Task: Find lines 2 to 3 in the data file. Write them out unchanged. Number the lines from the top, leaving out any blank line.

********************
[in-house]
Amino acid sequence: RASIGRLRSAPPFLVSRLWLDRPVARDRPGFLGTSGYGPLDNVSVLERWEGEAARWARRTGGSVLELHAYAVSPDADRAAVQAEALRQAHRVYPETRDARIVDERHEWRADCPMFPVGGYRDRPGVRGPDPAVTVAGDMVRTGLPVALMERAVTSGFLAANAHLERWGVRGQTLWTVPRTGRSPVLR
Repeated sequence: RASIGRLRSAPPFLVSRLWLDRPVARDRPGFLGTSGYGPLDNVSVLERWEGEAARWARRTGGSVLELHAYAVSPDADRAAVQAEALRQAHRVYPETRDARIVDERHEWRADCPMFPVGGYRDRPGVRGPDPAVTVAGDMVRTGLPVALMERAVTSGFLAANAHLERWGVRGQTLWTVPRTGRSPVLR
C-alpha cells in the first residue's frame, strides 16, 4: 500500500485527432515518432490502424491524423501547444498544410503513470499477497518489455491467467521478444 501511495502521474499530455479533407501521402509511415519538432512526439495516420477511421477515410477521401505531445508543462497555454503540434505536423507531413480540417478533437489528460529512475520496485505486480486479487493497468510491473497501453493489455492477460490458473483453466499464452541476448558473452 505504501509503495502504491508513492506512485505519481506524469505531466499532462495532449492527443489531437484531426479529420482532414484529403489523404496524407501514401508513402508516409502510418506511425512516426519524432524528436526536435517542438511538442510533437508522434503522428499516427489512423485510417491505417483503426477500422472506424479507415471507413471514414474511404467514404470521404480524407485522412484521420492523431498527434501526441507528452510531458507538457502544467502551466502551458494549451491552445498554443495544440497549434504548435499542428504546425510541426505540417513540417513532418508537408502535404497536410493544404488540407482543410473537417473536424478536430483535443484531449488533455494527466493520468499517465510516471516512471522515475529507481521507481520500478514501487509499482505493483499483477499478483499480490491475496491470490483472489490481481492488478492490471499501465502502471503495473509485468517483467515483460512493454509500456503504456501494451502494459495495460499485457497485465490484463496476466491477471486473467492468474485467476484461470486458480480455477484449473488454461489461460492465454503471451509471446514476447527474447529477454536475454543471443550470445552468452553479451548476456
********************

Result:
Amino acid sequence: RASIGRLRSAPPFLVSRLWLDRPVARDRPGFLGTSGYGPLDNVSVLERWEGEAARWARRTGGSVLELHAYAVSPDADRAAVQAEALRQAHRVYPETRDARIVDERHEWRADCPMFPVGGYRDRPGVRGPDPAVTVAGDMVRTGLPVALMERAVTSGFLAANAHLERWGVRGQTLWTVPRTGRSPVLR
Repeated sequence: RASIGRLRSAPPFLVSRLWLDRPVARDRPGFLGTSGYGPLDNVSVLERWEGEAARWARRTGGSVLELHAYAVSPDADRAAVQAEALRQAHRVYPETRDARIVDERHEWRADCPMFPVGGYRDRPGVRGPDPAVTVAGDMVRTGLPVALMERAVTSGFLAANAHLERWGVRGQTLWTVPRTGRSPVLR